In statistics, the **score test** assesses constraints on statistical parameters based on the gradient of the likelihood function—known as the score—evaluated at the hypothesized parameter value under the null hypothesis. Intuitively, if the restricted estimator is near the maximum of the likelihood function, the score should not differ from zero by more than sampling error. While the finite sample distributions of score tests are generally unknown, they have an asymptotic χ^{2}-distribution under the null hypothesis as first proved by C. R. Rao in 1948,^{ [1] } a fact that can be used to determine statistical significance.

- Single-parameter test
- The statistic
- As most powerful test for small deviations
- Relationship with other hypothesis tests
- Multiple parameters
- Special cases
- See also
- References
- Further reading

Since function maximization subject to equality constraints is most conveniently done using a Lagrangean expression of the problem, the score test can be equivalently understood as a test of the magnitude of the Lagrange multipliers associated with the constraints where, again, if the constraints are non-binding at the maximum likelihood, the vector of Lagrange multipliers should not differ from zero by more than sampling error. The equivalence of these two approaches was first shown by S. D. Silvey in 1959,^{ [2] } which led to the name **Lagrange multiplier test** that has become more commonly used, particularly in econometrics, since Breusch and Pagan's much-cited 1980 paper.^{ [3] }

The main advantage of the score test over the Wald test and likelihood-ratio test is that the score test only requires the computation of the restricted estimator.^{ [4] } This makes testing feasible when the unconstrained maximum likelihood estimate is a boundary point in the parameter space.^{[ citation needed ]} Further, because the score test only requires the estimation of the likelihood function under the null hypothesis, it is less specific than the other two tests about the precise nature of the alternative hypothesis.^{ [5] }

Let be the likelihood function which depends on a univariate parameter and let be the data. The score is defined as

The Fisher information is^{ [6] }

where ƒ is the probability density.

The statistic to test is

which has an asymptotic distribution of , when is true. While asymptotically identical, calculating the LM statistic using the outer-gradient-product estimator of the Fisher information matrix can lead to bias in small samples.^{ [7] }

Note that some texts use an alternative notation, in which the statistic is tested against a normal distribution. This approach is equivalent and gives identical results.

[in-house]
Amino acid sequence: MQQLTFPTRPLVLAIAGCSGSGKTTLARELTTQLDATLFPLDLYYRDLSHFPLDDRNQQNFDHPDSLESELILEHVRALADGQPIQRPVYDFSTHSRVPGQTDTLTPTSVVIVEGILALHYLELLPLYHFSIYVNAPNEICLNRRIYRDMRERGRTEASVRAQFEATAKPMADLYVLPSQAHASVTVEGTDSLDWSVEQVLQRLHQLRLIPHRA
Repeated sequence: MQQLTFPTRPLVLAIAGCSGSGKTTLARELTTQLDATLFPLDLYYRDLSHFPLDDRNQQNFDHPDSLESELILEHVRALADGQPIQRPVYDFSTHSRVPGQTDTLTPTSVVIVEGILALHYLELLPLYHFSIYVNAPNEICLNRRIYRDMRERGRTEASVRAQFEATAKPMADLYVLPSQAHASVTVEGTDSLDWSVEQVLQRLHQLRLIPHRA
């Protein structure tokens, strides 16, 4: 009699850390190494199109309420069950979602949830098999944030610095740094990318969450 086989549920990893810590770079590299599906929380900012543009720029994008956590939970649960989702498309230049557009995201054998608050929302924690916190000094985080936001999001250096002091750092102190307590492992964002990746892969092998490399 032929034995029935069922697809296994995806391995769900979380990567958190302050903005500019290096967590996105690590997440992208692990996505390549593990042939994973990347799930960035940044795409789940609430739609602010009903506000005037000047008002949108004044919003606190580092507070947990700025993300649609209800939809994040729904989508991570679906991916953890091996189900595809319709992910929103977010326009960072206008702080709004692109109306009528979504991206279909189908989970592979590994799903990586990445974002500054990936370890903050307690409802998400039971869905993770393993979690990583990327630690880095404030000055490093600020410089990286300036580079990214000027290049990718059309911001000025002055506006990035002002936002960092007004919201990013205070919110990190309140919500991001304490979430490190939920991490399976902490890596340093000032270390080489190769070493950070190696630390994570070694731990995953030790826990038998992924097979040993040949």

where is the likelihood function, is the value of the parameter of interest under the null hypothesis, and is a constant set depending on the size of the test desired (i.e. the probability of rejecting if is true; see Type I error).

The score test is the most powerful test for small deviations from . To see this, consider testing versus . By the Neyman–Pearson lemma, the most powerful test has the form

Taking the log of both sides yields

The score test follows making the substitution (by Taylor series expansion)

and identifying the above with .

If the null hypothesis is true, the likelihood ratio test, the Wald test, and the Score test are asymptotically equivalent tests of hypotheses.^{ [8] }^{ [9] } When testing nested models, the statistics for each test then converge to a Chi-squared distribution with degrees of freedom equal to the difference in degrees of freedom in the two models. If the null hypothesis is not true, however, the statistics converge to a noncentral chi-squared distribution with possibly different noncentrality parameters.

A more general score test can be derived when there is more than one parameter. Suppose that is the maximum likelihood estimate of under the null hypothesis while and are respectively, the score and the Fisher information matrices under the alternative hypothesis. Then

asymptotically under , where is the number of constraints imposed by the null hypothesis and

and

This can be used to test .

In many situations, the score statistic reduces to another commonly used statistic.^{ [10] }

In linear regression, the Lagrange multiplier test can be expressed as a function of the *F*-test.^{ [11] }

When the data follows a normal distribution, the score statistic is the same as the t statistic.^{[ clarification needed ]}

When the data consists of binary observations, the score statistic is the same as the chi-squared statistic in the Pearson's chi-squared test.

When the data consists of failure time data in two groups, the score statistic for the Cox partial likelihood is the same as the log-rank statistic in the log-rank test. Hence the log-rank test for difference in survival between two groups is most powerful when the proportional hazards assumption holds.

In statistics, the **likelihood function** measures the goodness of fit of a statistical model to a sample of data for given values of the unknown parameters. It is formed from the joint probability distribution of the sample, but viewed and used as a function of the parameters only, thus treating the random variables as fixed at the observed values.